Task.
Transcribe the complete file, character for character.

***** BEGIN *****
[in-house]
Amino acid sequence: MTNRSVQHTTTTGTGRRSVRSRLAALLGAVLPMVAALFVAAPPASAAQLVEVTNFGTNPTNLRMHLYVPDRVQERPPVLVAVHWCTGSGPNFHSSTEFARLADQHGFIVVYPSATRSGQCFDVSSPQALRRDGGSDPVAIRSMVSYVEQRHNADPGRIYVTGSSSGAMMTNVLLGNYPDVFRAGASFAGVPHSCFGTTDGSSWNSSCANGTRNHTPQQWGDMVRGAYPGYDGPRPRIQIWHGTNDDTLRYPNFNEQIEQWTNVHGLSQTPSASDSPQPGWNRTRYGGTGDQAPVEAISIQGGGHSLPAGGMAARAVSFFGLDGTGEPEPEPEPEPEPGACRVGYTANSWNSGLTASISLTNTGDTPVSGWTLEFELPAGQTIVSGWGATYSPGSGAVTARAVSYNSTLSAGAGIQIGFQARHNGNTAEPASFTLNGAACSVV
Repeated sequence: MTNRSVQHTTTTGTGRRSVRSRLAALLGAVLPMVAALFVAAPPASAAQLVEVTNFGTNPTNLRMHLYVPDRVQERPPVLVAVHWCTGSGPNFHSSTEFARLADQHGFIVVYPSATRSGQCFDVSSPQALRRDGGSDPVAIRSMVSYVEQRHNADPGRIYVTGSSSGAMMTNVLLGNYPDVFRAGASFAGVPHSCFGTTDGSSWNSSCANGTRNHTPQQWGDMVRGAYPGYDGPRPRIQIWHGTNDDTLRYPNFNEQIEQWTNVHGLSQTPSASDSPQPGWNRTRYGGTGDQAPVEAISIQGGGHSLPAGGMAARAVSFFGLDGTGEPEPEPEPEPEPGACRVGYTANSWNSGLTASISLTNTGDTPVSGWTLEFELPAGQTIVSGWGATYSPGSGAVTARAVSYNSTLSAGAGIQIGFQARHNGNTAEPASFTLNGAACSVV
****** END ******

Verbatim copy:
[in-house]
Amino acid sequence: MTNRSVQHTTTTGTGRRSVRSRLAALLGAVLPMVAALFVAAPPASAAQLVEVTNFGTNPTNLRMHLYVPDRVQERPPVLVAVHWCTGSGPNFHSSTEFARLADQHGFIVVYPSATRSGQCFDVSSPQALRRDGGSDPVAIRSMVSYVEQRHNADPGRIYVTGSSSGAMMTNVLLGNYPDVFRAGASFAGVPHSCFGTTDGSSWNSSCANGTRNHTPQQWGDMVRGAYPGYDGPRPRIQIWHGTNDDTLRYPNFNEQIEQWTNVHGLSQTPSASDSPQPGWNRTRYGGTGDQAPVEAISIQGGGHSLPAGGMAARAVSFFGLDGTGEPEPEPEPEPEPGACRVGYTANSWNSGLTASISLTNTGDTPVSGWTLEFELPAGQTIVSGWGATYSPGSGAVTARAVSYNSTLSAGAGIQIGFQARHNGNTAEPASFTLNGAACSVV
Repeated sequence: MTNRSVQHTTTTGTGRRSVRSRLAALLGAVLPMVAALFVAAPPASAAQLVEVTNFGTNPTNLRMHLYVPDRVQERPPVLVAVHWCTGSGPNFHSSTEFARLADQHGFIVVYPSATRSGQCFDVSSPQALRRDGGSDPVAIRSMVSYVEQRHNADPGRIYVTGSSSGAMMTNVLLGNYPDVFRAGASFAGVPHSCFGTTDGSSWNSSCANGTRNHTPQQWGDMVRGAYPGYDGPRPRIQIWHGTNDDTLRYPNFNEQIEQWTNVHGLSQTPSASDSPQPGWNRTRYGGTGDQAPVEAISIQGGGHSLPAGGMAARAVSFFGLDGTGEPEPEPEPEPEPGACRVGYTANSWNSGLTASISLTNTGDTPVSGWTLEFELPAGQTIVSGWGATYSPGSGAVTARAVSYNSTLSAGAGIQIGFQARHNGNTAEPASFTLNGAACSVV